“To my tennis family and beyond,
With Love, Roger”
And that’s how “Federer tweets retirement”, “The Laver Cup next week in London will be my final ATP event,” he added. One of the greatest of all time Roger Federer bids farewell to the court. Tennis legend announced his retirement through his tweet at 6:49 PM on Sep 15, 2022. Sports Culture salutes his contribution to tennis and to the world of sports. In this historical moment let’s take a look at his carrier and life. But before that here how he expressed himself in his tweet.
The Historical Tweet
The Roger Federer
Roger Federer born on 8 August 1981 in Basel, Switzerland, he started playing tennis from early age and played his first tournament at age 14 in 1996 when he played his first junior match. At age of 16 he became ITF junior World Champion. In that same year he ended his junior carrier with No. 1 ranking in singles and No. 7 in doubles.
His early professional career started in 1998 and ended in 2002. In early professional career he won his first tournament in 2001 with Martina Hingis while representing Switzerland in Hopman Cup. Later on when asked, Federer expressed his gratitude about Hingis saying “definitely helped me to become the player I am today”. In the same year Federer won his first singles in Milan Indoor tournament, defeating Julien Boutter in the final. Although Federer won his first ever master Master Series in 2002 Hamburg Masters against Marat Safin on clay turf. Thanks to this victory he entered top 10 ranking too.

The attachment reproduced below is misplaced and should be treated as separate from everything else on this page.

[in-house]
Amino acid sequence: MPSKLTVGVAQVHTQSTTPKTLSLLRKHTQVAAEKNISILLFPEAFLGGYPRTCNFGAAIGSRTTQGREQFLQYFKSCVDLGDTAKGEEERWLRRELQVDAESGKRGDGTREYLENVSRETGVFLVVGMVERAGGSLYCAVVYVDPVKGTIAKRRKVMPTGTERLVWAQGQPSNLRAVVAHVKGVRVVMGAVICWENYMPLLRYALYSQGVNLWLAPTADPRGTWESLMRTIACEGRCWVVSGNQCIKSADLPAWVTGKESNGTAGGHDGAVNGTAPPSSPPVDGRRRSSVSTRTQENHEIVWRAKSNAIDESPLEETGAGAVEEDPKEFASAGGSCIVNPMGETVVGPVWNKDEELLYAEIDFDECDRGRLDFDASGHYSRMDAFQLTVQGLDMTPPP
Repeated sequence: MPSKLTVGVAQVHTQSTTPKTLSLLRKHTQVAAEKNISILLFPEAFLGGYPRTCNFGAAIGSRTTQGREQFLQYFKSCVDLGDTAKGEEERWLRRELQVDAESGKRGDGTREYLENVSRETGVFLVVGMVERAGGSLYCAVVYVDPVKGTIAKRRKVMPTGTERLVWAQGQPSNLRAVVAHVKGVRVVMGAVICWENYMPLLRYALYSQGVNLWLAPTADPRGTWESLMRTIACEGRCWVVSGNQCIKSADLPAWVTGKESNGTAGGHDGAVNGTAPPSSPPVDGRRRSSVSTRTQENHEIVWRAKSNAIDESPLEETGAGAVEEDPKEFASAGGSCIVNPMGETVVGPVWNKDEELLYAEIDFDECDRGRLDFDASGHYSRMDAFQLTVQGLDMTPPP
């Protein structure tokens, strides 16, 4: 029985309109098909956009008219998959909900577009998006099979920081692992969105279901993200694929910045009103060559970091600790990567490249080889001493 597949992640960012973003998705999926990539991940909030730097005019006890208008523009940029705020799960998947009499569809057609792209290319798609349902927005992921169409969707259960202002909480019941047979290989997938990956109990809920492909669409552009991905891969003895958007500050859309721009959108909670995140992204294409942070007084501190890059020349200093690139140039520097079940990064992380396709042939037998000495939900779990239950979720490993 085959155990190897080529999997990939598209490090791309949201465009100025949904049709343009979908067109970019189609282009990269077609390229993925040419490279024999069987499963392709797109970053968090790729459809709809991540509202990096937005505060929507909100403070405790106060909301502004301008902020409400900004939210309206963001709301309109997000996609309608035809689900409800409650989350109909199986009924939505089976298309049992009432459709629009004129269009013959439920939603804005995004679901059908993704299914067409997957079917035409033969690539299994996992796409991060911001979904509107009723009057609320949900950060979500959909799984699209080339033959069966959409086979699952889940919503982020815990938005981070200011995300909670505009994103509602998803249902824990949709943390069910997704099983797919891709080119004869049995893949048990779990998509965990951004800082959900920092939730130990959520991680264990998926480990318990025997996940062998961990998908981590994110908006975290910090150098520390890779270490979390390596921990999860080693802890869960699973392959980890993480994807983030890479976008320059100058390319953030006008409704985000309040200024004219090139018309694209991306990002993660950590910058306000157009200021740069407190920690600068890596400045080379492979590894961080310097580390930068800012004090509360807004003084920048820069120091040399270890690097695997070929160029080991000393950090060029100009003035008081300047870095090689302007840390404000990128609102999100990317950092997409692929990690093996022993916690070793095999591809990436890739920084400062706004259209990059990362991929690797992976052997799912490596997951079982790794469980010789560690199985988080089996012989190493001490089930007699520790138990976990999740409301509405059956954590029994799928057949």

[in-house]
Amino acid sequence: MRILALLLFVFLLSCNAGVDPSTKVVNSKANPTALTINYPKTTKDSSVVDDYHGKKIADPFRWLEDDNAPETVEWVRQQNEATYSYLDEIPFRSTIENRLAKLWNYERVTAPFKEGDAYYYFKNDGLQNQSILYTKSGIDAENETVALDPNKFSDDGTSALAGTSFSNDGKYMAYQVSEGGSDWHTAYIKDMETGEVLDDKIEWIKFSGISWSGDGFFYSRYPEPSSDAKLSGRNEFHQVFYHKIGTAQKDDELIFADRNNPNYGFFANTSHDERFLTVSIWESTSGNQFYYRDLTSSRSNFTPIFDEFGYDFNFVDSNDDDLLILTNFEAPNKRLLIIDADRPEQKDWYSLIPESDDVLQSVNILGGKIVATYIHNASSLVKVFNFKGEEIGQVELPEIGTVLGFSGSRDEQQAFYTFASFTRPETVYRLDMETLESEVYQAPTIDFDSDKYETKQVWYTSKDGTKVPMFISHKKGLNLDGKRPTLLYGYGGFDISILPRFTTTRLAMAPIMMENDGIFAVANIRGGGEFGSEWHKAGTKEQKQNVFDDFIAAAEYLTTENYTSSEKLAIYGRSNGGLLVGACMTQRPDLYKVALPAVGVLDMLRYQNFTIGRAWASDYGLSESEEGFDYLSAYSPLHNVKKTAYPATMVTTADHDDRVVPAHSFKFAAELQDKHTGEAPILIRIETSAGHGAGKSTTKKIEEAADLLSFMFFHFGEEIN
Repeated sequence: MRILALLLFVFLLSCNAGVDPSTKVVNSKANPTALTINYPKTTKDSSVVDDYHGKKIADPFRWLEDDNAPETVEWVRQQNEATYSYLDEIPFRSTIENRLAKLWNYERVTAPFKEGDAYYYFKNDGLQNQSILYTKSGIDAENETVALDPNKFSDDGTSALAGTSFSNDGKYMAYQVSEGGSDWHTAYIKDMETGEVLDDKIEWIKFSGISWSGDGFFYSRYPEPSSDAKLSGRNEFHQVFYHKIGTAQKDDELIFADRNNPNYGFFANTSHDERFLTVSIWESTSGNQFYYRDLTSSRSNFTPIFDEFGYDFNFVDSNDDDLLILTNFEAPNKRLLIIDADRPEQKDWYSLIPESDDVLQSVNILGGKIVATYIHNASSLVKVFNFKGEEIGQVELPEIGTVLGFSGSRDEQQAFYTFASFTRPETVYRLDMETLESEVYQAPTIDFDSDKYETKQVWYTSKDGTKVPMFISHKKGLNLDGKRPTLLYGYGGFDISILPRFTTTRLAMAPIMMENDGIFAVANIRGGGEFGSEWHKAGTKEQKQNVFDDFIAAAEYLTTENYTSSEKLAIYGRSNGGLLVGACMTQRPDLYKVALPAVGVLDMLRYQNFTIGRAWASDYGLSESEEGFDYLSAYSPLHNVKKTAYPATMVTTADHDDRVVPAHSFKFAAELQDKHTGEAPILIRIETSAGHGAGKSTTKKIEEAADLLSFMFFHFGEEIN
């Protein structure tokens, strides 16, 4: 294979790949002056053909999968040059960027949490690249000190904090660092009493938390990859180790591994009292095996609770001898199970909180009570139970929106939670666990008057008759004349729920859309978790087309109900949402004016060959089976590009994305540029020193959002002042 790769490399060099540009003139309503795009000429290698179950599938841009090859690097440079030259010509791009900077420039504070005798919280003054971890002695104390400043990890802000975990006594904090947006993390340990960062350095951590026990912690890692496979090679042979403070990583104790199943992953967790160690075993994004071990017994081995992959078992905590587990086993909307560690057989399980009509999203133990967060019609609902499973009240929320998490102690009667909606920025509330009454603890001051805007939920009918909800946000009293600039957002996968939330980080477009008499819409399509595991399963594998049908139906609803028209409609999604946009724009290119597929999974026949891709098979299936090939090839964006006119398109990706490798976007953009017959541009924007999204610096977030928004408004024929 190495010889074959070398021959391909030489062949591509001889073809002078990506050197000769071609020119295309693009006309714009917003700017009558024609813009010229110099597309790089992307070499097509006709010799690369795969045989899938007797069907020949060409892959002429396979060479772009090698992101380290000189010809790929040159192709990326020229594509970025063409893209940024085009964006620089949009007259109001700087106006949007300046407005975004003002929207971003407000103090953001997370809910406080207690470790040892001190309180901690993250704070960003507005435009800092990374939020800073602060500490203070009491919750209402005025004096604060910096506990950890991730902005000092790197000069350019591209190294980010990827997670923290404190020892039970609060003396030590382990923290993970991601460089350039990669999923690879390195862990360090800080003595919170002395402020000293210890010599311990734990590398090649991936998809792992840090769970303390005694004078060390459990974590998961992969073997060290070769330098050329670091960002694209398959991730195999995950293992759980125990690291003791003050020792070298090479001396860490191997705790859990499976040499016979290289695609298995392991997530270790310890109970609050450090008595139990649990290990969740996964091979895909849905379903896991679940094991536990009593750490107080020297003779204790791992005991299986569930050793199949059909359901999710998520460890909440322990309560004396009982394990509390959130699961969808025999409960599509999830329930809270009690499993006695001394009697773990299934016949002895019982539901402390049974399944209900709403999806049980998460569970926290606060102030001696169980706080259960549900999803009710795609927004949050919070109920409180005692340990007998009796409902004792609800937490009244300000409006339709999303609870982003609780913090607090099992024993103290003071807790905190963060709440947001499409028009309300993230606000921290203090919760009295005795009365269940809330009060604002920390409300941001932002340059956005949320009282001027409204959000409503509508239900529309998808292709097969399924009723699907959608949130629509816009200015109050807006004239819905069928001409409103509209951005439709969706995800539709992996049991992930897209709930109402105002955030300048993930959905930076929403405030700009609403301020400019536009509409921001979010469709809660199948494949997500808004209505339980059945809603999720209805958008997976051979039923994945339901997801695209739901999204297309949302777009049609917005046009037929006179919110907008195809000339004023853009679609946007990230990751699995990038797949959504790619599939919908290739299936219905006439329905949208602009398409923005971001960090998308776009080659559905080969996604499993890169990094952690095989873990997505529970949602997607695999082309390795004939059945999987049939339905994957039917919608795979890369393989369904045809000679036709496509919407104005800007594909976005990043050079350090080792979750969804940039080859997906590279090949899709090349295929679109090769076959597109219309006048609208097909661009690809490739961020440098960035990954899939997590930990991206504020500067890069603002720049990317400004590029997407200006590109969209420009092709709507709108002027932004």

First Grand Slam at Wimbledon
After defeating Mark Philippoussis in finals in 2003 Roger Federer won his first Grand Slam. From that day to this day when Federer tweets retirement the genius has 20 Grand slam titles and Olympic Gold in 2008 and many more prestigious achievements.
The Roger Federer And His Career Highlights
Matches – 1526, Won – 1251 | Net worth – $550 million (approx.)
Records and Titles of Roger Federer
- 20 Grand Slams
- 103 ATP singles titles
- Olympic Gold Medal
- World No. 1 Rank for 310 weeks by the Association of Tennis Professionals (ATP).
- Ranking as No. 1 for a record 237 consecutive weeks by ATP.
- Record 8 men’s singles Wimbledon championships titles
- Five men’s singles US Open titles
- Record six year-end championships.
Ink might end but his records won’t be finished writing, thus we wrap up by mentioning some of the most prestigious ones as a brief in this “Federer tweets retirement” article. Tennis and sports world always remember him as a legend. This article will remain as Sports Culture’s tribute to the generation best.
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